In the presence of the ruling chief!
and the high officials of every province, state and agency, from tha
Himalayas to the Indian ocean, and
from the borders of Baluchistan to
the Bay of Bengal, the Durbar itself
win take place on December 12. To
attempt to describe that brLllan1:
ceremony would prove an Impossible
task. Without doubt It will ho cno
of the most gorgeous and magnificent
Spectacles ever witnessed In thej. gorgeous east. The chief event cf tho
day will bo the reading by the King-
Emperor of a Royal Proclamation.
in which It is expected that certain
"boons' or "concessions" will lie
made to the Indian people In the
form of some remission of taxation
release of prisoners, and so on.
Slmutaneously the Royal Proclamation will be read in every town and
village throughout India.
The musical arrangements for the
Durbar ceremonies are worthy of the
importance of the occasion. There
will be a massed band made up of
seventeen bands from each British
cavalry regiment In India with twenty-two musicians of every regiment of
infantry, British and Indian.
An Investiture on the 14th and a
large conferment of honors will bring
the Delhi program to a close. Then
the King-Emperor goes tiger shooting to Nepal, and the Queen proceeds to Agra. I
Calcutta's  Welcome. ,
After this hunting t'ip In Nepal the,
King,   accompanied   by    the   Queen,
goes  to   Calcutta,  where   th"   splendors or the Delhi Durbar wlll be repeated.    Their majesties   will  arrivo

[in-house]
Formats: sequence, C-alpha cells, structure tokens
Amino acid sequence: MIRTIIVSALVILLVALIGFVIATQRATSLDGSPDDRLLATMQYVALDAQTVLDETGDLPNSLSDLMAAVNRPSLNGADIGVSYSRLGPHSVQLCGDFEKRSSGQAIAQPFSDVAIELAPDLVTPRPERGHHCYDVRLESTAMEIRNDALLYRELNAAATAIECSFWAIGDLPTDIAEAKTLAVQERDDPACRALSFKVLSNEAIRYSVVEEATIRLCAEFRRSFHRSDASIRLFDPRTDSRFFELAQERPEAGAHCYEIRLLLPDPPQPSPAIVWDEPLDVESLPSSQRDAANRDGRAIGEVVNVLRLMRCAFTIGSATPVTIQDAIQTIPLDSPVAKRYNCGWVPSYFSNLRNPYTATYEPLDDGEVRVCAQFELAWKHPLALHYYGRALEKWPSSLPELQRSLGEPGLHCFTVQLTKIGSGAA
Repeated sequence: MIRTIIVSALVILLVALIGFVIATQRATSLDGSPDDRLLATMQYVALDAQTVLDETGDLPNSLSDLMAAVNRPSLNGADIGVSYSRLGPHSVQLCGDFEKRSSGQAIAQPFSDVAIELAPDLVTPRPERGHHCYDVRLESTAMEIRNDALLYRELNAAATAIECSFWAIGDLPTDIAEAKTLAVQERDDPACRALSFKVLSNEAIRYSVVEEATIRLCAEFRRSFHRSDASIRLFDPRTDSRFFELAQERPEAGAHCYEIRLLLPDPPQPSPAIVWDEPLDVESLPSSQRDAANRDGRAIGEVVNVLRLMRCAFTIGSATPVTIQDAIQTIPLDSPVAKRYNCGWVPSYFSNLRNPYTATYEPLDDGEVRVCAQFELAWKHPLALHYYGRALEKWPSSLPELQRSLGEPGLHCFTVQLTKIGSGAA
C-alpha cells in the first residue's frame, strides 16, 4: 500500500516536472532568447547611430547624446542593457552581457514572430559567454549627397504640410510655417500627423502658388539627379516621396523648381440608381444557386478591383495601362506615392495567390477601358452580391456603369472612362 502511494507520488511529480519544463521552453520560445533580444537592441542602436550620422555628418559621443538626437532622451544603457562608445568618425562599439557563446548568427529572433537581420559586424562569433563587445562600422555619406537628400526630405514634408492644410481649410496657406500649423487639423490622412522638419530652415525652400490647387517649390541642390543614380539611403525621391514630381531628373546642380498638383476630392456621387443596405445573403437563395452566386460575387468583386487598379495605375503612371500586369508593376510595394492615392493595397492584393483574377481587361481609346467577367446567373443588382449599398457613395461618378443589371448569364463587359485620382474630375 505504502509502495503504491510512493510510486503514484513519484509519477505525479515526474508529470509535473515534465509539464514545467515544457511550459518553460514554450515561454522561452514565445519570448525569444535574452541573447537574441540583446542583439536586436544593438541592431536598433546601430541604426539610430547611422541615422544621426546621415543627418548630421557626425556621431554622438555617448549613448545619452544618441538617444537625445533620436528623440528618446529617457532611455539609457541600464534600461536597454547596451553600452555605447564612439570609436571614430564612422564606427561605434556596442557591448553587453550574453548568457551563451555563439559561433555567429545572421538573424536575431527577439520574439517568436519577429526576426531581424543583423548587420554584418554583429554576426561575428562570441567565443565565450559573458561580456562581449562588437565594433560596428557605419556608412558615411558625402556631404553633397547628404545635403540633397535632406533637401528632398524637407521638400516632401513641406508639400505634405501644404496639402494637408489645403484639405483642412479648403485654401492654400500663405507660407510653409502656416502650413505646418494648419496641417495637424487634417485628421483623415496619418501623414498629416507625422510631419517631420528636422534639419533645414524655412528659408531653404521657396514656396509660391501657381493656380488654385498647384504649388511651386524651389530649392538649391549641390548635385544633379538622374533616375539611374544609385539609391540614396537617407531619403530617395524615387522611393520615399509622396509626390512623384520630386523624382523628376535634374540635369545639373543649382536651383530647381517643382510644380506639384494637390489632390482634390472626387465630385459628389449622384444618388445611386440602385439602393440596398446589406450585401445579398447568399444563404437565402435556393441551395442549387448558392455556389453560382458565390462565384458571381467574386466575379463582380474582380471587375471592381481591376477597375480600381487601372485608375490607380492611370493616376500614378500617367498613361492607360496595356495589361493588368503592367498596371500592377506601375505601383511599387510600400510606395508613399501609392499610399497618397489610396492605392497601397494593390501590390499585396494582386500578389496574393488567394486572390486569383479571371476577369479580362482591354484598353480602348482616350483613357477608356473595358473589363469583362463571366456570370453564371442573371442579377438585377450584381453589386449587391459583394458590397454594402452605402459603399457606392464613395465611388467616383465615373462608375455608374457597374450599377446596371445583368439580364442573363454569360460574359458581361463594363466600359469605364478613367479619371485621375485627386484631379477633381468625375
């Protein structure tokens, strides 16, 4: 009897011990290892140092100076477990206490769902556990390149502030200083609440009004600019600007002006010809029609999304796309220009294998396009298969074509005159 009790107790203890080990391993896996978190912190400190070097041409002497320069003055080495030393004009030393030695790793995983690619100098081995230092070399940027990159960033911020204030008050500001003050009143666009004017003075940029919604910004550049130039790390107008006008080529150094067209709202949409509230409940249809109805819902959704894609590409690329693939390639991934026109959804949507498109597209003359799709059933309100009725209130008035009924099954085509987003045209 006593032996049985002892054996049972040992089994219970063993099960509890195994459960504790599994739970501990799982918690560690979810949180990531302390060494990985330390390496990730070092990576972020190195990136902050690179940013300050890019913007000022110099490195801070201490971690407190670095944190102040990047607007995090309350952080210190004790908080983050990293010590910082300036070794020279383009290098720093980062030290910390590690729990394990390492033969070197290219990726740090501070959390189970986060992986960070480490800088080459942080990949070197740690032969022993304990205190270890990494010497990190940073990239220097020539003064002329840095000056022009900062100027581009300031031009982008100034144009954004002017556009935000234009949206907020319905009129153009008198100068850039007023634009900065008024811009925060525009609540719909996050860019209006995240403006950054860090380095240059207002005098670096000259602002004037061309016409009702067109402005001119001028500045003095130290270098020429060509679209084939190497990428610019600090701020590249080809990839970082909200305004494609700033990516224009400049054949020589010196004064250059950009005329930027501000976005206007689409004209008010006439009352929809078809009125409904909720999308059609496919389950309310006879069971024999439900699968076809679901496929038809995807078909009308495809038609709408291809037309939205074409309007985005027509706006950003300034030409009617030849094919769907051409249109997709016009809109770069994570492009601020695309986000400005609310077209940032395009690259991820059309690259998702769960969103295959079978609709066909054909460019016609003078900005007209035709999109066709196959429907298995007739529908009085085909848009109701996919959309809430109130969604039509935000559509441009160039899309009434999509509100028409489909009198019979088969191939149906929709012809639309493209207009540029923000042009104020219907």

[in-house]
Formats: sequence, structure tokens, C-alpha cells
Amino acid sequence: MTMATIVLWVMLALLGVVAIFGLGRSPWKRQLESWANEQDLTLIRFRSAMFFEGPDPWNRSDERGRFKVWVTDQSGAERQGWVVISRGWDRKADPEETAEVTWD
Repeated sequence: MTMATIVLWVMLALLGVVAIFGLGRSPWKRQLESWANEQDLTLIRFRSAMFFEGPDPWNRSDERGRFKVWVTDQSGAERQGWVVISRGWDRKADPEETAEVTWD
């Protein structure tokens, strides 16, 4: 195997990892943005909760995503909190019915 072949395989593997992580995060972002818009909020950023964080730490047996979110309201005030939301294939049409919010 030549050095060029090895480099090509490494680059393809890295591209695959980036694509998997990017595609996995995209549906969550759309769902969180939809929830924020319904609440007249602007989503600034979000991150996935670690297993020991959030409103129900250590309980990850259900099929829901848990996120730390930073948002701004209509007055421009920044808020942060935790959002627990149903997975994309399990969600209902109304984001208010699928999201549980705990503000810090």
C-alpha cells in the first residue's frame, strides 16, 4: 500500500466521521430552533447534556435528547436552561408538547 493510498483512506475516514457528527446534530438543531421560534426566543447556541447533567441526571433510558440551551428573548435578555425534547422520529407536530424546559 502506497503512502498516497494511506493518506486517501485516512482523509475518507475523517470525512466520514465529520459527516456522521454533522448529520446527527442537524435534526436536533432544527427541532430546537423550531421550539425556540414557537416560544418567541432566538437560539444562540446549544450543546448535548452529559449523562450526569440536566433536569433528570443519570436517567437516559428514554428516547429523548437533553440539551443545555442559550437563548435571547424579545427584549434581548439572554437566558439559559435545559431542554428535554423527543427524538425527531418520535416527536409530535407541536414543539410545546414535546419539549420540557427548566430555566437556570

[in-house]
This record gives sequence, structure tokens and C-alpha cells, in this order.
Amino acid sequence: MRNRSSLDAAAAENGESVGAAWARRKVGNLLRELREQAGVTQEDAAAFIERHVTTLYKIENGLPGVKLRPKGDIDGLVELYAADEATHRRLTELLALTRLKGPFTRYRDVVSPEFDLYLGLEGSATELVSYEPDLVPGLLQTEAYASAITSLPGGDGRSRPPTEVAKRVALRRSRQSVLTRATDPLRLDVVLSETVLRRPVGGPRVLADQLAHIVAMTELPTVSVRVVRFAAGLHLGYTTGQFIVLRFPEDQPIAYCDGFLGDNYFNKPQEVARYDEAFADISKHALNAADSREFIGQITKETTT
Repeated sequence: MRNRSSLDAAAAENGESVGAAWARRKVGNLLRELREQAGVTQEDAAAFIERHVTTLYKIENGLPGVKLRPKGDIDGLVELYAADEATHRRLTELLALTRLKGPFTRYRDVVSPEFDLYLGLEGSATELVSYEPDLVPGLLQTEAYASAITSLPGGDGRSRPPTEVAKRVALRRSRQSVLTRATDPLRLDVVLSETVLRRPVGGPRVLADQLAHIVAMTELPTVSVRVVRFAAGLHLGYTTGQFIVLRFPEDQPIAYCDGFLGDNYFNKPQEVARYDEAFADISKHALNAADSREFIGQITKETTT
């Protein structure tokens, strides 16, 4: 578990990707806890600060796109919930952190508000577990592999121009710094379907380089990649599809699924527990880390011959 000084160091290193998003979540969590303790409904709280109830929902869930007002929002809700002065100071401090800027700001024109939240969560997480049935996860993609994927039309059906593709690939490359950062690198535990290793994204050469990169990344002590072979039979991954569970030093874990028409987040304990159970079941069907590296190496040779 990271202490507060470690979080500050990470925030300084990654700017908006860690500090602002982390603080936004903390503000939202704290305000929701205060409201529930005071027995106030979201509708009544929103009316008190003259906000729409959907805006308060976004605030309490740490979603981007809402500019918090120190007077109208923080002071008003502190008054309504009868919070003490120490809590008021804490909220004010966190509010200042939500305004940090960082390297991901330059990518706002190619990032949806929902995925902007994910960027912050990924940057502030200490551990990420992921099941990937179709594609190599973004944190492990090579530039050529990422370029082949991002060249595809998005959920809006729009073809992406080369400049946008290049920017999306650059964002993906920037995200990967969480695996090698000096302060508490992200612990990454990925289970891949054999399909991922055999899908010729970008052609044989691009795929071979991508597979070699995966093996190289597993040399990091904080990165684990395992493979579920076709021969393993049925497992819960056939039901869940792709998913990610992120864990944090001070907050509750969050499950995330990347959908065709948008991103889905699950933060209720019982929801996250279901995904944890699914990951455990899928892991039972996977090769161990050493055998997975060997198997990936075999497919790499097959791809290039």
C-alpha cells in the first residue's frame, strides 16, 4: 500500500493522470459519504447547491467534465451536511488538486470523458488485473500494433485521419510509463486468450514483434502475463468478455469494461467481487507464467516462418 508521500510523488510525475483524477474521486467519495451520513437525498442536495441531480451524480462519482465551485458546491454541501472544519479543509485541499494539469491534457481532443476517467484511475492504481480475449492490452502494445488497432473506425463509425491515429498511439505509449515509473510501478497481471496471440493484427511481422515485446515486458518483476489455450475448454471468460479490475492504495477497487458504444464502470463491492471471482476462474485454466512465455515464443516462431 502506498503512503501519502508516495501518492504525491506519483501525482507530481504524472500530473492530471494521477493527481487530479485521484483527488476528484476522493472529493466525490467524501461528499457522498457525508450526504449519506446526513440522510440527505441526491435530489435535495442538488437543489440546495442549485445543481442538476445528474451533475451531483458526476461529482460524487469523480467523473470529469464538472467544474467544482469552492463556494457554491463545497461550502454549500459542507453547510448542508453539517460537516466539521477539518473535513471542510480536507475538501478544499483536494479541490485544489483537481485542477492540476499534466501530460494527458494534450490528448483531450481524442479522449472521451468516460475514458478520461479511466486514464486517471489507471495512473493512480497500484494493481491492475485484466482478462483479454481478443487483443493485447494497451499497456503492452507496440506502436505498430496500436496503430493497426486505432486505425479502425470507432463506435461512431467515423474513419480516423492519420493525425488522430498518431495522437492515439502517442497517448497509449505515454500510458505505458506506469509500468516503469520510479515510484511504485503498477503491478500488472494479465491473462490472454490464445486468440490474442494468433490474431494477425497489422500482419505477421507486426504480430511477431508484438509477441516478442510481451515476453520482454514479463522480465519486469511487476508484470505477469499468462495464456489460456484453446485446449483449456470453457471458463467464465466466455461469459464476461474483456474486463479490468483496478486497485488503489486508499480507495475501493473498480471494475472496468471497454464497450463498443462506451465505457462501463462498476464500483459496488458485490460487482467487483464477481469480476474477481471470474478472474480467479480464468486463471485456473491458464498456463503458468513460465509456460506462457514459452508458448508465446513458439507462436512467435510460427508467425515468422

at Howrah station at tho beginning
of January, and then proceed to
Princeps Ghat.
At Princeps Ghat there wlll be a
brilliant reception by the government. Their majesties will then
drive In procession to Government
House, attended by an imposing escort, through streets which will be
most gorgeously decorated and lined
bv 25,000 school children.
"But the great thing at Calcutta is
to be the Pageant which Mr. Frank
Lascelles Is to organize. The scenes
that will be witnessed will rank
amongst the most dazzling ever seen
In the Orient. The period of history
covered  will extend from the seven-
] teenth century back to the remote
past. The processions alone will be
four miles long, and wlll include two
hundred elephants, and as many camels and dromedaries, and there will
; be no fewer than 6000 performers, all
j attired  in  the most picturesque cos-
Itumes of Indian history.
A   Wonderful   Casket.
' Bombay will give their majesties
an equally memorable reception.
Here there will be a great children's
Iday, an exhibition of Old Bombay,
and naval and military parades.   The
[ Bombay Corporation are having pre-